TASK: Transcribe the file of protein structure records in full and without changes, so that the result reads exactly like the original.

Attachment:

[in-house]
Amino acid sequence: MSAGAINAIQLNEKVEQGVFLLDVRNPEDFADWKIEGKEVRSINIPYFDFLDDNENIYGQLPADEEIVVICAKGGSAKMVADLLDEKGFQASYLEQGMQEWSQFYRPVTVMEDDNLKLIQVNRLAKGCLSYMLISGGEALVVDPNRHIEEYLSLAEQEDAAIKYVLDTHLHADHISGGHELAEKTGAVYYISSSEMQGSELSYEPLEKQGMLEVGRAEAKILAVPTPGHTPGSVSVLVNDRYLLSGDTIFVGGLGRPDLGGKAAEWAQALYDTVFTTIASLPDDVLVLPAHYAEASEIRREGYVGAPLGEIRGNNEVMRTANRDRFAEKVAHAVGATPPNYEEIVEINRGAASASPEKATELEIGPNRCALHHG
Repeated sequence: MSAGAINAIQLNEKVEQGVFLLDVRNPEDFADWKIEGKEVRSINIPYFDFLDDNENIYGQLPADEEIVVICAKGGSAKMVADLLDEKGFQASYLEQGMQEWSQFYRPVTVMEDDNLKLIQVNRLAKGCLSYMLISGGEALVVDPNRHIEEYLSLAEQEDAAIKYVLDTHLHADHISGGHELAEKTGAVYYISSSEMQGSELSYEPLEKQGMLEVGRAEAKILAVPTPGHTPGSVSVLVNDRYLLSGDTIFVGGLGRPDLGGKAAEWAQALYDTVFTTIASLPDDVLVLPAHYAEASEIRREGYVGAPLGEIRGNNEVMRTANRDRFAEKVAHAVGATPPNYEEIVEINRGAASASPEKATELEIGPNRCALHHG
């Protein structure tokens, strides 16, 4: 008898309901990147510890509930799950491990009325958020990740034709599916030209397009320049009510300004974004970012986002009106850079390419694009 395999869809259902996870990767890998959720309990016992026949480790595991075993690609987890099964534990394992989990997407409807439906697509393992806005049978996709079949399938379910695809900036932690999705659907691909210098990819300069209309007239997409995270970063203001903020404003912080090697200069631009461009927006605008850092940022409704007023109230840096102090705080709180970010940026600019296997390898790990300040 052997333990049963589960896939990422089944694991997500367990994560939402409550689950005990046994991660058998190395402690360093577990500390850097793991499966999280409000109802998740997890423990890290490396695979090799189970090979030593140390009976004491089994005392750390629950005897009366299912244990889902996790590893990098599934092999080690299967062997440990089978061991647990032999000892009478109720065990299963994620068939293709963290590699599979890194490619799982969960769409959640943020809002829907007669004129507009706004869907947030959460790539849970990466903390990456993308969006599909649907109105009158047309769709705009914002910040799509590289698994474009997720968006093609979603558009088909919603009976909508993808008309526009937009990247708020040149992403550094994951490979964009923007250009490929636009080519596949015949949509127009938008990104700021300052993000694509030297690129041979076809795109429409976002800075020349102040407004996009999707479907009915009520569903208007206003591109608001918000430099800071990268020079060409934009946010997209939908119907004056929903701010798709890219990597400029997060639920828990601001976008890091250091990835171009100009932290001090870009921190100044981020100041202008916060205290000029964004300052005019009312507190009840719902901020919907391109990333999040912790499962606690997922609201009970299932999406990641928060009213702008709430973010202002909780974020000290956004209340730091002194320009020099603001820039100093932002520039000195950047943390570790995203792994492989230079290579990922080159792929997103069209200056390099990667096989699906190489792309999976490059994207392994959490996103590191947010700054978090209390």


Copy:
[in-house]
Amino acid sequence: MSAGAINAIQLNEKVEQGVFLLDVRNPEDFADWKIEGKEVRSINIPYFDFLDDNENIYGQLPADEEIVVICAKGGSAKMVADLLDEKGFQASYLEQGMQEWSQFYRPVTVMEDDNLKLIQVNRLAKGCLSYMLISGGEALVVDPNRHIEEYLSLAEQEDAAIKYVLDTHLHADHISGGHELAEKTGAVYYISSSEMQGSELSYEPLEKQGMLEVGRAEAKILAVPTPGHTPGSVSVLVNDRYLLSGDTIFVGGLGRPDLGGKAAEWAQALYDTVFTTIASLPDDVLVLPAHYAEASEIRREGYVGAPLGEIRGNNEVMRTANRDRFAEKVAHAVGATPPNYEEIVEINRGAASASPEKATELEIGPNRCALHHG
Repeated sequence: MSAGAINAIQLNEKVEQGVFLLDVRNPEDFADWKIEGKEVRSINIPYFDFLDDNENIYGQLPADEEIVVICAKGGSAKMVADLLDEKGFQASYLEQGMQEWSQFYRPVTVMEDDNLKLIQVNRLAKGCLSYMLISGGEALVVDPNRHIEEYLSLAEQEDAAIKYVLDTHLHADHISGGHELAEKTGAVYYISSSEMQGSELSYEPLEKQGMLEVGRAEAKILAVPTPGHTPGSVSVLVNDRYLLSGDTIFVGGLGRPDLGGKAAEWAQALYDTVFTTIASLPDDVLVLPAHYAEASEIRREGYVGAPLGEIRGNNEVMRTANRDRFAEKVAHAVGATPPNYEEIVEINRGAASASPEKATELEIGPNRCALHHG
């Protein structure tokens, strides 16, 4: 008898309901990147510890509930799950491990009325958020990740034709599916030209397009320049009510300004974004970012986002009106850079390419694009 395999869809259902996870990767890998959720309990016992026949480790595991075993690609987890099964534990394992989990997407409807439906697509393992806005049978996709079949399938379910695809900036932690999705659907691909210098990819300069209309007239997409995270970063203001903020404003912080090697200069631009461009927006605008850092940022409704007023109230840096102090705080709180970010940026600019296997390898790990300040 052997333990049963589960896939990422089944694991997500367990994560939402409550689950005990046994991660058998190395402690360093577990500390850097793991499966999280409000109802998740997890423990890290490396695979090799189970090979030593140390009976004491089994005392750390629950005897009366299912244990889902996790590893990098599934092999080690299967062997440990089978061991647990032999000892009478109720065990299963994620068939293709963290590699599979890194490619799982969960769409959640943020809002829907007669004129507009706004869907947030959460790539849970990466903390990456993308969006599909649907109105009158047309769709705009914002910040799509590289698994474009997720968006093609979603558009088909919603009976909508993808008309526009937009990247708020040149992403550094994951490979964009923007250009490929636009080519596949015949949509127009938008990104700021300052993000694509030297690129041979076809795109429409976002800075020349102040407004996009999707479907009915009520569903208007206003591109608001918000430099800071990268020079060409934009946010997209939908119907004056929903701010798709890219990597400029997060639920828990601001976008890091250091990835171009100009932290001090870009921190100044981020100041202008916060205290000029964004300052005019009312507190009840719902901020919907391109990333999040912790499962606690997922609201009970299932999406990641928060009213702008709430973010202002909780974020000290956004209340730091002194320009020099603001820039100093932002520039000195950047943390570790995203792994492989230079290579990922080159792929997103069209200056390099990667096989699906190489792309999976490059994207392994959490996103590191947010700054978090209390």